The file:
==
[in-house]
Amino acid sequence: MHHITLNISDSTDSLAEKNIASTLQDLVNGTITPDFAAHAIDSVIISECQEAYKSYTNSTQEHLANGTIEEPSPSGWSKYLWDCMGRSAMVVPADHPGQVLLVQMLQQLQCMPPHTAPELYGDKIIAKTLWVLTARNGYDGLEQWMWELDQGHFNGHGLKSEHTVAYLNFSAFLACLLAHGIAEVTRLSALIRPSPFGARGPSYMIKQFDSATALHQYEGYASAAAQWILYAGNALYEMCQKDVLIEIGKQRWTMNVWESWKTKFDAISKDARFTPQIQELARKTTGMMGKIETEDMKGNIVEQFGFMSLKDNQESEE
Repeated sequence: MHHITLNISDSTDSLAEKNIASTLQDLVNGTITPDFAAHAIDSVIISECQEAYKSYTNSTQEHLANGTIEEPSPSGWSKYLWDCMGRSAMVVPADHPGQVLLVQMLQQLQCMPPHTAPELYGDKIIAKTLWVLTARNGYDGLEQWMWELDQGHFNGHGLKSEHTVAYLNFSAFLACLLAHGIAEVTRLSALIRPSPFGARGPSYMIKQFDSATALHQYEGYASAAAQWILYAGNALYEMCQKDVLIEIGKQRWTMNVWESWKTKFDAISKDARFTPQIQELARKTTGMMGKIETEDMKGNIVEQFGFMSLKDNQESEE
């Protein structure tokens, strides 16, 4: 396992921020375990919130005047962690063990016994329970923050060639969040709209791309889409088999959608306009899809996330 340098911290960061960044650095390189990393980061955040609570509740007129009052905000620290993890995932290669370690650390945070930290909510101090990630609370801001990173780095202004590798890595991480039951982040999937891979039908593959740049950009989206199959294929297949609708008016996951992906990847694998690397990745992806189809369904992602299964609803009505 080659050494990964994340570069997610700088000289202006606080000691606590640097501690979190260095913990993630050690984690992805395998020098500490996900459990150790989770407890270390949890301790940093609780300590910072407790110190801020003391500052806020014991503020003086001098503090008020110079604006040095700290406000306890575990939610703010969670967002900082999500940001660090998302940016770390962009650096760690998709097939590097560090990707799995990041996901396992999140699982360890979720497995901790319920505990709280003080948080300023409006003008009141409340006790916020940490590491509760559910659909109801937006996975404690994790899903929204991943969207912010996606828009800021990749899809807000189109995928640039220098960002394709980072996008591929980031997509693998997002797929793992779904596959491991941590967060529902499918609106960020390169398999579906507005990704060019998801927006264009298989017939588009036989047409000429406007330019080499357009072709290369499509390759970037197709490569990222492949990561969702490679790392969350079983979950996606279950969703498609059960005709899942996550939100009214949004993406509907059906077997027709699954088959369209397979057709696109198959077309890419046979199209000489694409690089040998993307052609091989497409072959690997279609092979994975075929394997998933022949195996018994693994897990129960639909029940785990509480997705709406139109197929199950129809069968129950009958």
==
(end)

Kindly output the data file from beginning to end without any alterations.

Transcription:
[in-house]
Amino acid sequence: MHHITLNISDSTDSLAEKNIASTLQDLVNGTITPDFAAHAIDSVIISECQEAYKSYTNSTQEHLANGTIEEPSPSGWSKYLWDCMGRSAMVVPADHPGQVLLVQMLQQLQCMPPHTAPELYGDKIIAKTLWVLTARNGYDGLEQWMWELDQGHFNGHGLKSEHTVAYLNFSAFLACLLAHGIAEVTRLSALIRPSPFGARGPSYMIKQFDSATALHQYEGYASAAAQWILYAGNALYEMCQKDVLIEIGKQRWTMNVWESWKTKFDAISKDARFTPQIQELARKTTGMMGKIETEDMKGNIVEQFGFMSLKDNQESEE
Repeated sequence: MHHITLNISDSTDSLAEKNIASTLQDLVNGTITPDFAAHAIDSVIISECQEAYKSYTNSTQEHLANGTIEEPSPSGWSKYLWDCMGRSAMVVPADHPGQVLLVQMLQQLQCMPPHTAPELYGDKIIAKTLWVLTARNGYDGLEQWMWELDQGHFNGHGLKSEHTVAYLNFSAFLACLLAHGIAEVTRLSALIRPSPFGARGPSYMIKQFDSATALHQYEGYASAAAQWILYAGNALYEMCQKDVLIEIGKQRWTMNVWESWKTKFDAISKDARFTPQIQELARKTTGMMGKIETEDMKGNIVEQFGFMSLKDNQESEE
């Protein structure tokens, strides 16, 4: 396992921020375990919130005047962690063990016994329970923050060639969040709209791309889409088999959608306009899809996330 340098911290960061960044650095390189990393980061955040609570509740007129009052905000620290993890995932290669370690650390945070930290909510101090990630609370801001990173780095202004590798890595991480039951982040999937891979039908593959740049950009989206199959294929297949609708008016996951992906990847694998690397990745992806189809369904992602299964609803009505 080659050494990964994340570069997610700088000289202006606080000691606590640097501690979190260095913990993630050690984690992805395998020098500490996900459990150790989770407890270390949890301790940093609780300590910072407790110190801020003391500052806020014991503020003086001098503090008020110079604006040095700290406000306890575990939610703010969670967002900082999500940001660090998302940016770390962009650096760690998709097939590097560090990707799995990041996901396992999140699982360890979720497995901790319920505990709280003080948080300023409006003008009141409340006790916020940490590491509760559910659909109801937006996975404690994790899903929204991943969207912010996606828009800021990749899809807000189109995928640039220098960002394709980072996008591929980031997509693998997002797929793992779904596959491991941590967060529902499918609106960020390169398999579906507005990704060019998801927006264009298989017939588009036989047409000429406007330019080499357009072709290369499509390759970037197709490569990222492949990561969702490679790392969350079983979950996606279950969703498609059960005709899942996550939100009214949004993406509907059906077997027709699954088959369209397979057709696109198959077309890419046979199209000489694409690089040998993307052609091989497409072959690997279609092979994975075929394997998933022949195996018994693994897990129960639909029940785990509480997705709406139109197929199950129809069968129950009958």